If you develop applications that present data to users, you’re likely to have requirements to present a graph, chart, dashboard, or other data visualization embedded in the application. This capability not only helps users better understand the data and discover insights, it also improves the user experience. When people see and experience well-designed data visualizations, they often use the application more and be more satisfied in using it.
As a developer, you might be excited to develop charts and graphs with code, and there are plenty of charting frameworks you can use to customize data visualizations. But before you embark on approaches that require frameworks, libraries, and coding, I recommend looking at data visualization tools that have embedded analytic features; they include the functionality to easily develop the visualization in the tool and then embed and deliver it directly through a web or mobile application.
Embedding analytics can be a very powerful approach to enhance applications when experimentation around the visualizations is important and where visualization platforms meet business requirements.
Another key benefit of using data visualization platforms is that data scientists and subject matter experts can participate in the application development process. Instead of having them write requirements for a software developer to translate into code, the visualizations can be iterated over by a group of people who best know the business need, the data, and best practices in data visualizations.
Benefits: Why you should use data visualization tools
Let’s look at some example use cases for embedding data visualizations where rapid development and experimentation is required.
- Embedding analytics into an enterprise system, such as a dashboard for sales managers that is embedded in the customer relationship management (CRM) application and includes data from the CRM and several other data sources.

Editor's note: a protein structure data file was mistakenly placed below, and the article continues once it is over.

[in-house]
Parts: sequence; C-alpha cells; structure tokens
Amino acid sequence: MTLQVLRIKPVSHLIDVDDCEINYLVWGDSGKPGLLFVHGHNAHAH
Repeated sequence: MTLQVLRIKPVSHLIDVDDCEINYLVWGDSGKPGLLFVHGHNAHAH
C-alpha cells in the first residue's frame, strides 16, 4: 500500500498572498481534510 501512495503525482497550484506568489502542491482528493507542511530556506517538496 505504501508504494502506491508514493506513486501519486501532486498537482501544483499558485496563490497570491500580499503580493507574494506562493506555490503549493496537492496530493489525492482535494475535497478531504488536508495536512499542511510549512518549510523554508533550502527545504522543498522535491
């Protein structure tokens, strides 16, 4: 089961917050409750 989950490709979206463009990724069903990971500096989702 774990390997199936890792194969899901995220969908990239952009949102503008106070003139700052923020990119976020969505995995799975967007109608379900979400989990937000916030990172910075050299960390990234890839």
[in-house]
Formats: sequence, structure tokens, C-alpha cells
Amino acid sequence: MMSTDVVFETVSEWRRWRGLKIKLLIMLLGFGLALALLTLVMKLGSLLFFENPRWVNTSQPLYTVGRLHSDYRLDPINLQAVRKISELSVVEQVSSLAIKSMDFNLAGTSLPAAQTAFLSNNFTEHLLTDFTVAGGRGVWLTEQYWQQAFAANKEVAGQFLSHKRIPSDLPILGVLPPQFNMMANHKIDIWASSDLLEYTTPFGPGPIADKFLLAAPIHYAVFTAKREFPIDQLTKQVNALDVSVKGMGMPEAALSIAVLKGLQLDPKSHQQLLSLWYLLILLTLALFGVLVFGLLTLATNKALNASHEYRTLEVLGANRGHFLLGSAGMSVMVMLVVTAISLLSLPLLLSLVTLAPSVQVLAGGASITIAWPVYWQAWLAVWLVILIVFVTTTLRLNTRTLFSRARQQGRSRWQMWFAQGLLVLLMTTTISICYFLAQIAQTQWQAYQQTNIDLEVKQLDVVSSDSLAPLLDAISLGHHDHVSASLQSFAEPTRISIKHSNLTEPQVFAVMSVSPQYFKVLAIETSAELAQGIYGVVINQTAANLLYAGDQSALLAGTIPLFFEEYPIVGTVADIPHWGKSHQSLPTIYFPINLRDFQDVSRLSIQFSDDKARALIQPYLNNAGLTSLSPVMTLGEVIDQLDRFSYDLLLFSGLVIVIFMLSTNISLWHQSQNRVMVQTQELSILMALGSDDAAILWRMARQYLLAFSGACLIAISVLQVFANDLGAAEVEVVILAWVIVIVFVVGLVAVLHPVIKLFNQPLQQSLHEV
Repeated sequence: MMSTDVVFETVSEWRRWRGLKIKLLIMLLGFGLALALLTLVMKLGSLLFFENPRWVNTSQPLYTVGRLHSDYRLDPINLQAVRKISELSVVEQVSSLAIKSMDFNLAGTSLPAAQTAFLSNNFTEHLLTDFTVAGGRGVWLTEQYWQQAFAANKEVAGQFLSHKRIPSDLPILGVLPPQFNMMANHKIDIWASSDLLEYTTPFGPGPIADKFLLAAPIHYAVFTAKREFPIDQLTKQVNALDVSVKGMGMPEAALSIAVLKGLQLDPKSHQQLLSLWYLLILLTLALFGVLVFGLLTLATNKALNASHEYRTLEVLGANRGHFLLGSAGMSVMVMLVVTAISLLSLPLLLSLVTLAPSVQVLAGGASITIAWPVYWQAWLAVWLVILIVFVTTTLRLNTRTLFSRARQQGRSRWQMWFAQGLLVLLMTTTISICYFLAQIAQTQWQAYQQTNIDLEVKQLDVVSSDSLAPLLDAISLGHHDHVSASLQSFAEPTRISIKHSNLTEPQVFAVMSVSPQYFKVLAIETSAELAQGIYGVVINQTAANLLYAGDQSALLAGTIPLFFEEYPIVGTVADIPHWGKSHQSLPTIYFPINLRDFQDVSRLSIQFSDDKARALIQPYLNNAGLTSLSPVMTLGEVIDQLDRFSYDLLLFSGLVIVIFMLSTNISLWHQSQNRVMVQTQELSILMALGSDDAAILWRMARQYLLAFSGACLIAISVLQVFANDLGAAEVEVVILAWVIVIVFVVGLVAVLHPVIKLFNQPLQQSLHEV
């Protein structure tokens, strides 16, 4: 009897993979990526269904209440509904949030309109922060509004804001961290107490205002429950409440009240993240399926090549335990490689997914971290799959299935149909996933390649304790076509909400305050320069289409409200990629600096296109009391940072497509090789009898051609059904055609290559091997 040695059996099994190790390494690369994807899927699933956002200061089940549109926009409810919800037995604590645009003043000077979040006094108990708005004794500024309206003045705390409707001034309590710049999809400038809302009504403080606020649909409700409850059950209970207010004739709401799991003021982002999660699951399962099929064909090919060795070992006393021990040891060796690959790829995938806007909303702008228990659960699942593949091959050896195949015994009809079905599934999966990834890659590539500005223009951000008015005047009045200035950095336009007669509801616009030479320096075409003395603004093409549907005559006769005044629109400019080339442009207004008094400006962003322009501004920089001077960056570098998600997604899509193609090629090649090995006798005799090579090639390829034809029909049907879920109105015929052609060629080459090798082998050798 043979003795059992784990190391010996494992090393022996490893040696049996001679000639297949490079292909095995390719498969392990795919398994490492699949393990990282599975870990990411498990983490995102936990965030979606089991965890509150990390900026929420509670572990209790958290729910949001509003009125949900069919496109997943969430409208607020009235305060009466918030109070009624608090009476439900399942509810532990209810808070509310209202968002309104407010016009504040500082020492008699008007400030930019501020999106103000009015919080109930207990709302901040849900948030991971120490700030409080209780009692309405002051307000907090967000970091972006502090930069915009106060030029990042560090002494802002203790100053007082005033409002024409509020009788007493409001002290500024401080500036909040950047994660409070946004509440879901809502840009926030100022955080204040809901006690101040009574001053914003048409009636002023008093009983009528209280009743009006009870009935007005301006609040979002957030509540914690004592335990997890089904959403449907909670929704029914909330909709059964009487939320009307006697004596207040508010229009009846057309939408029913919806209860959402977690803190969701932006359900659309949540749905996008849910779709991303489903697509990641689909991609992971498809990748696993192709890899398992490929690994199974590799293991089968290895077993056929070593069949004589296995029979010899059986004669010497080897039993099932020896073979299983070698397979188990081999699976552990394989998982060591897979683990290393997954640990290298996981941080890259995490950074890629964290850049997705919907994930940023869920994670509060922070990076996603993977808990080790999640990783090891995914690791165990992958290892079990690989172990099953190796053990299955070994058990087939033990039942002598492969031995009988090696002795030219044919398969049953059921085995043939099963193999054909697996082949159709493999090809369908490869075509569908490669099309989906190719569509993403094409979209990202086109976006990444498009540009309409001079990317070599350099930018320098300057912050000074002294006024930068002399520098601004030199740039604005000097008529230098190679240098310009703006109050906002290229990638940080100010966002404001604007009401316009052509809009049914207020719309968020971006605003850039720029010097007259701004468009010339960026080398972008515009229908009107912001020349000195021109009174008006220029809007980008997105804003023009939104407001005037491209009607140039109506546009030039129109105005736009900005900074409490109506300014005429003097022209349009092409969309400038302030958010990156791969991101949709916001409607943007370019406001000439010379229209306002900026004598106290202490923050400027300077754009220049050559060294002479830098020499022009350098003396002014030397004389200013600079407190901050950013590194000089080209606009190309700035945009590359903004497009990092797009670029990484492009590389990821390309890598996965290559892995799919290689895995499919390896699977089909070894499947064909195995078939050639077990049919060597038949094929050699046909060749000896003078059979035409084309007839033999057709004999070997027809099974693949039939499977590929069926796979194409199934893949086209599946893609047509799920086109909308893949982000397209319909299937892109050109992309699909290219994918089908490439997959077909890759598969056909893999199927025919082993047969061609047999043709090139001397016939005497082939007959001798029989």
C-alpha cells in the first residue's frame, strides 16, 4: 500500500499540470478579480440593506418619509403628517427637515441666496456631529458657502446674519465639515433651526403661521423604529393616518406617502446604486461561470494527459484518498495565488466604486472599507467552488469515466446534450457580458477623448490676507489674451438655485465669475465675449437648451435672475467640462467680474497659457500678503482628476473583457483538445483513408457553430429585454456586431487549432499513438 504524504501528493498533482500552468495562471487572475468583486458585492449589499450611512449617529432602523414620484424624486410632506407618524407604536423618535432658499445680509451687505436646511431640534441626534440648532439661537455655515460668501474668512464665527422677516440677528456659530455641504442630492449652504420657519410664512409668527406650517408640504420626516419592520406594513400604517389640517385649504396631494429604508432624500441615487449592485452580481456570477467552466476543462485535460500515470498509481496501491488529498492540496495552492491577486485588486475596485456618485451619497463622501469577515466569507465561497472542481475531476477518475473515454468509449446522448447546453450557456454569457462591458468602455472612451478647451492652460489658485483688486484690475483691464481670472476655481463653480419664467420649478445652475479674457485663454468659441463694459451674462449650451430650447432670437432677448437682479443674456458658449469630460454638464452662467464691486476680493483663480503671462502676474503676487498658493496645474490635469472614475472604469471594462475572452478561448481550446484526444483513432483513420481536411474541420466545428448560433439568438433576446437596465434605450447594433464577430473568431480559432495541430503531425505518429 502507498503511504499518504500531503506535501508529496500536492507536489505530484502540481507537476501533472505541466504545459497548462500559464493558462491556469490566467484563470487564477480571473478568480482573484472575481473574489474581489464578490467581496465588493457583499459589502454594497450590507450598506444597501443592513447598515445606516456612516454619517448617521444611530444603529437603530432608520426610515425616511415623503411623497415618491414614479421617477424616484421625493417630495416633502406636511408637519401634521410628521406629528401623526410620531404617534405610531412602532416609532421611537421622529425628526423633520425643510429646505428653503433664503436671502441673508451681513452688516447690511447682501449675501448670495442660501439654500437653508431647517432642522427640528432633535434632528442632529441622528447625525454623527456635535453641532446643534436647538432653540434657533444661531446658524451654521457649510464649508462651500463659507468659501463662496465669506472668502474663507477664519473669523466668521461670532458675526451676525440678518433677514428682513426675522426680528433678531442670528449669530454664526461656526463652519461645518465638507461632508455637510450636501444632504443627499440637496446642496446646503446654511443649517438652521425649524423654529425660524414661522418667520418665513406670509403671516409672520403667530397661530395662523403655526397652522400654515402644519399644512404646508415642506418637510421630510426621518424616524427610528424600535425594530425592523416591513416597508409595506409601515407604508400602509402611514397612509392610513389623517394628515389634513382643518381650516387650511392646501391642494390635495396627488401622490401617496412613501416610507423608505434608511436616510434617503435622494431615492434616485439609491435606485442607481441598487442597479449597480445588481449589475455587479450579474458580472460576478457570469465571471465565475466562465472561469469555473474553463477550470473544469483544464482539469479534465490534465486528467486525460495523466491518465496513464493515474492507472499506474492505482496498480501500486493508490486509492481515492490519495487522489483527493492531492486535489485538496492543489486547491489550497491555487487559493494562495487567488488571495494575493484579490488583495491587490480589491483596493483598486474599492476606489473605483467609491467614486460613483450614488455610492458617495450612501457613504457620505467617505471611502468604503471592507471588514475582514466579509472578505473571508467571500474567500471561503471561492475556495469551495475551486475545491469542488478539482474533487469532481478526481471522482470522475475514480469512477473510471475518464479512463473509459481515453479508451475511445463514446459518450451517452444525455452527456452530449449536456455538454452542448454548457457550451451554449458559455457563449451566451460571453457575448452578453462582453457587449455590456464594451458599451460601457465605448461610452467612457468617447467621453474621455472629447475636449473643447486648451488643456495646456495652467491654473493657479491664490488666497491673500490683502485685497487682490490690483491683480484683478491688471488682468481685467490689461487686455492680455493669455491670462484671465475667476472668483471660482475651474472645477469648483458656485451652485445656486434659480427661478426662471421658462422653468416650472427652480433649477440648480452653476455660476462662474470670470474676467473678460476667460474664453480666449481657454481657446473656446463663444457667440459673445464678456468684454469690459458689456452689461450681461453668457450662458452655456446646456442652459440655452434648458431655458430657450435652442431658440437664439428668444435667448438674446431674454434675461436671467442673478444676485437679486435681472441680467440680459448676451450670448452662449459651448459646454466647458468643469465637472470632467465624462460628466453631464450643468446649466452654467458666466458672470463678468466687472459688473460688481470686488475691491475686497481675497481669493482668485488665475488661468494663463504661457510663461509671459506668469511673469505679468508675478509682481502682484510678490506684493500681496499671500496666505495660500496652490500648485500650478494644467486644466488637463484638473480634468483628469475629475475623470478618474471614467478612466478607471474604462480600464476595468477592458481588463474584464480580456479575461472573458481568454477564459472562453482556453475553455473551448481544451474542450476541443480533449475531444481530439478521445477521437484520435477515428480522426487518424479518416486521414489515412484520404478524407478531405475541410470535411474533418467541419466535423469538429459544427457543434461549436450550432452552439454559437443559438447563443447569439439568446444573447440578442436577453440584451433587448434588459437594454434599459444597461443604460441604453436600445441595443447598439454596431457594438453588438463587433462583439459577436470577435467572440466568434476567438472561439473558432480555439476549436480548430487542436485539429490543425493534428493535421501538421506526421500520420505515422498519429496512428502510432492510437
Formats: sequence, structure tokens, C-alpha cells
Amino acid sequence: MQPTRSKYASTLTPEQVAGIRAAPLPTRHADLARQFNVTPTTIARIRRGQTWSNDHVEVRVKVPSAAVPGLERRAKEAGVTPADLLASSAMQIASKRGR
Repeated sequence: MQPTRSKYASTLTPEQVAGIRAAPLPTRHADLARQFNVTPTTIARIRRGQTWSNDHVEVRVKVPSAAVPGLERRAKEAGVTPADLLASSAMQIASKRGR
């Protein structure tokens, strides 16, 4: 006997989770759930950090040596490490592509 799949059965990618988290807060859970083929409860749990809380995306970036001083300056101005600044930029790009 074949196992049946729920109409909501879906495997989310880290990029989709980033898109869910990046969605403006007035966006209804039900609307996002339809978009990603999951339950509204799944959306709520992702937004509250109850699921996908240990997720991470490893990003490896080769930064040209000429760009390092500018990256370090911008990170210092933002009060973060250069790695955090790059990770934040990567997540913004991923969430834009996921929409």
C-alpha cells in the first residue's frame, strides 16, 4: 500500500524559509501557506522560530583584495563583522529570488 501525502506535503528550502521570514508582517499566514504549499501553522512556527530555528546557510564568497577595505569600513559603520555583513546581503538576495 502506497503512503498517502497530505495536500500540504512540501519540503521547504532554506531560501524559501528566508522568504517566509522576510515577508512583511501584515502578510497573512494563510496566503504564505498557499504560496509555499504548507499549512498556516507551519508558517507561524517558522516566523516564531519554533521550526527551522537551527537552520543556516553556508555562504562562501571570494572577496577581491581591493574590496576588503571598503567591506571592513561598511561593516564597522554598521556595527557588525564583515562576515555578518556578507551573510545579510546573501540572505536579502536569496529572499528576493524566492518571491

- Developing customer-facing mobile and web applications where a simple chart or graph can drive a desired user interaction. Think of a stock-trading application that charts stocks on an investor’s watch list and highlights ones near their low prices when it’s potentially the right time to buy.
- Media organizations and others that publish content may want to leverage data journalism, where an article is developed around a data set and one or more data visualizations, where data and analytics are the foundation of the story.
- A similar use case are marketing infographics, where infographics are developed with data visualizations and then embedded in websites and other marketing tools.
- For businesses that are trying to be data-driven, this may be the opportune time to select a data visualization platform that can be used to develop analytics and also embed them in enterprise or customer-facing applications.
- For organizations that are already using data visualization tools, there may be a need to extend a visualization with custom integrations and functionality to manipulate or process data through a workflow.
- Entire customer-facing applications may be data visualizations for data product and services. This is common for data, financial services, insurance, and e-commerce businesses where the data is the product. In these cases, you really want a rapid data visualization platform to develop the product, as well as the flexibility to embed it in another system such as a content management system (CMS).
What’s different about data visualization is that the requirements, design, and functionality required are likely to be highly iterative. As more stakeholders and users learn more about the data and what insights are useful, they are likely to modify the experience, design, and functionality requested.
That’s why, even though visualization libraries may be easy to use for the developer, they may not be an optimal development approach for embedding analytics where frequent iterations is required. This is especially the case in journalism and marketing where the goal is to let users design, develop, and publish data visualizations without requiring support from developers and technologists. This approach of embedding analytics is expected to grow to $52 billion, according to a Market Research Future study.
Criteria: How to choose data visualization tools with embedded analytics capabilities
Many data visualization tools—including Tableau, Microsoft Power BI, Looker, Sisense, GoodData, and Qlik—offer data visualization embedding capabilities. If your organization already uses one of these tools, start there. If not, try some out. Once you select a tool, you’ll want to do a series of prototypes to validate capabilities, ease of use, and operational considerations.
Here’s a detailed list of considerations:
- Do the chart types meet business needs? Data visualization tools compete on the types and flexibility of their chart types. If your organization wants a box and whisker plot, make sure the tool has this chart type.